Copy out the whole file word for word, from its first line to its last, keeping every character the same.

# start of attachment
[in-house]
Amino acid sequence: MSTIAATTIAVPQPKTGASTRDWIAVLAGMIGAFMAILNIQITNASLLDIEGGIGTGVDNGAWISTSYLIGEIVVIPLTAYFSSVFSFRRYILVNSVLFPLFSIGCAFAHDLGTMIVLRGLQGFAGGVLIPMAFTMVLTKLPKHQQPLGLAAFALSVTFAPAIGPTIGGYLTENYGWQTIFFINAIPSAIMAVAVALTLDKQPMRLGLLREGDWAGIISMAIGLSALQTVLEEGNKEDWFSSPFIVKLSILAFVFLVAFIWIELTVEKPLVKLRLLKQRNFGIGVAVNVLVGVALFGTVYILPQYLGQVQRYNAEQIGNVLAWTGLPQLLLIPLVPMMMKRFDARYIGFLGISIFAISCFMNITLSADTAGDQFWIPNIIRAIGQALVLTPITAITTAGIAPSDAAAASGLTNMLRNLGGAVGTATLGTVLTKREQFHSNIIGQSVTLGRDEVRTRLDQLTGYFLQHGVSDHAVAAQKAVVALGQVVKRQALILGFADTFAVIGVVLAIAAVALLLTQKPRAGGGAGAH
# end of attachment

[in-house]
Amino acid sequence: MSTIAATTIAVPQPKTGASTRDWIAVLAGMIGAFMAILNIQITNASLLDIEGGIGTGVDNGAWISTSYLIGEIVVIPLTAYFSSVFSFRRYILVNSVLFPLFSIGCAFAHDLGTMIVLRGLQGFAGGVLIPMAFTMVLTKLPKHQQPLGLAAFALSVTFAPAIGPTIGGYLTENYGWQTIFFINAIPSAIMAVAVALTLDKQPMRLGLLREGDWAGIISMAIGLSALQTVLEEGNKEDWFSSPFIVKLSILAFVFLVAFIWIELTVEKPLVKLRLLKQRNFGIGVAVNVLVGVALFGTVYILPQYLGQVQRYNAEQIGNVLAWTGLPQLLLIPLVPMMMKRFDARYIGFLGISIFAISCFMNITLSADTAGDQFWIPNIIRAIGQALVLTPITAITTAGIAPSDAAAASGLTNMLRNLGGAVGTATLGTVLTKREQFHSNIIGQSVTLGRDEVRTRLDQLTGYFLQHGVSDHAVAAQKAVVALGQVVKRQALILGFADTFAVIGVVLAIAAVALLLTQKPRAGGGAGAH